Proposed Rules from U.S. Department of Treasury Could Harm Manufacturers
June 30, 2016
Proposed U.S. Treasury regulations, under Section 385 by the U.S. Treasury Department, would give the Internal Revenue Service (IRS) broad latitude to unilaterally treat a company’s related party debt as equity, overturning longstanding tax policy and well-established case law.
The proposal will result in new taxes on manufacturers by eliminating interest deductions and subjecting some dividend payments to withholding taxes. It threatens legitimate and well-established business practices, from corporate reorganizations to day-to-day cash management.
The proposal was released as part of a package of guidance designed to curb cross-border mergers (e.g., inversions). The broad regulations have little to do with this activity but will have a significant negative impact on a wide range of global and domestic manufacturers in the U.S. Both Republican and Democratic lawmakers have highlighted concerns with this proposal to Treasury Secretary Jack Lew.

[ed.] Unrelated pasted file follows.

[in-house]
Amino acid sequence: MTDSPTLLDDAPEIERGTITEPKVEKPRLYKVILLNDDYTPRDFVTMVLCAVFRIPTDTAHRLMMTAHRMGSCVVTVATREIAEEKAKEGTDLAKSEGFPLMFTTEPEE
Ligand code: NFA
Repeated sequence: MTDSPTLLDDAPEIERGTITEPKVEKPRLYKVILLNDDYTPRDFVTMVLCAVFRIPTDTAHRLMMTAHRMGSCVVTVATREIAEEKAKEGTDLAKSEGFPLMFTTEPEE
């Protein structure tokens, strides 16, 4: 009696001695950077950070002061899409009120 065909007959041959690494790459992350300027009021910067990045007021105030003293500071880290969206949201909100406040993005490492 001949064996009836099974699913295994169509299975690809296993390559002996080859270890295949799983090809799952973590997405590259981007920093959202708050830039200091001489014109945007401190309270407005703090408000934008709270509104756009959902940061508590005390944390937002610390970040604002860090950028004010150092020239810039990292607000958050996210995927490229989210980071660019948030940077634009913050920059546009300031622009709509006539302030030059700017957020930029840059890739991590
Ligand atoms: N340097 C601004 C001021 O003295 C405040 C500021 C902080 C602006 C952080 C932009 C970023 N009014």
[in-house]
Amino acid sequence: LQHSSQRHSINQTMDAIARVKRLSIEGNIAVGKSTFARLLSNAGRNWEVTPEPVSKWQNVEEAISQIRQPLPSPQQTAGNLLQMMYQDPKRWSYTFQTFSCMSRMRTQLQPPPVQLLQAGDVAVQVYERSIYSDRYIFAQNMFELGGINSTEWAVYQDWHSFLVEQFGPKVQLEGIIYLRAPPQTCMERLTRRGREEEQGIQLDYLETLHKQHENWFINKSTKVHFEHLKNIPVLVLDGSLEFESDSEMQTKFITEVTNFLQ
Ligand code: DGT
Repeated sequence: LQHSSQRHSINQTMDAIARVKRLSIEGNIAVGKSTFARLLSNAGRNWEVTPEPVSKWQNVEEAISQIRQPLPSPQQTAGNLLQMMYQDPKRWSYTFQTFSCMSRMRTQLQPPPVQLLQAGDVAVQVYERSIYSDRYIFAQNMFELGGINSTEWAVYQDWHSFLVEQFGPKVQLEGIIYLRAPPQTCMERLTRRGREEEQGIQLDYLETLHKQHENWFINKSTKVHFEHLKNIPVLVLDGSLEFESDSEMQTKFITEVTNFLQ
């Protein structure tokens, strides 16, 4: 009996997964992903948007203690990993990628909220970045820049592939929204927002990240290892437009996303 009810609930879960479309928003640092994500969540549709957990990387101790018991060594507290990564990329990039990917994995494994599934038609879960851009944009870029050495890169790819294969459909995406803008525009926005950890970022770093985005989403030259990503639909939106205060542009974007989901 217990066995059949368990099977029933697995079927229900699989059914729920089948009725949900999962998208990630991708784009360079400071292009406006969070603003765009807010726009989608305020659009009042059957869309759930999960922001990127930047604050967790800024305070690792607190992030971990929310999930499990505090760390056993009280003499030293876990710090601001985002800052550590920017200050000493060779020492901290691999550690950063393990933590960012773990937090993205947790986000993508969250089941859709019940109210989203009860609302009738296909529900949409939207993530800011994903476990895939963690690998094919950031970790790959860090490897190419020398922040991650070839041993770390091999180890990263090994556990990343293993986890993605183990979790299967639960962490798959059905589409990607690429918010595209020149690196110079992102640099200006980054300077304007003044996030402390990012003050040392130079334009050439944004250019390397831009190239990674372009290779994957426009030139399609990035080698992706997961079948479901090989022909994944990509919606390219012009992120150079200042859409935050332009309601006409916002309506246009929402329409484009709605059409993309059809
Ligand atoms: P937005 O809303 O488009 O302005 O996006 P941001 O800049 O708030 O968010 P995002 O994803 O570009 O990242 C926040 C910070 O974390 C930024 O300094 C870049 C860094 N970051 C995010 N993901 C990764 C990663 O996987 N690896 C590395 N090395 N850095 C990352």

The IRS proposal includes three parts:
- A Per-Se Rule:Debt is recharacterized as equity in specific intercompany transactions (the general rule) and when debt is used to fund specific distributions and acquisitions (the funding rule).
- A Bifurcation Rule: The IRS can treat an instrument as part debt and part equity.
- Documentation Requirements:Extensive documentation requirements apply when a debt instrument is issued and throughout the term of the debt.
Action you can take: NAM is circulating a survey to quantify the burdens created by these proposed regulations. You can help by answering this survey by tomnorrow, July 1.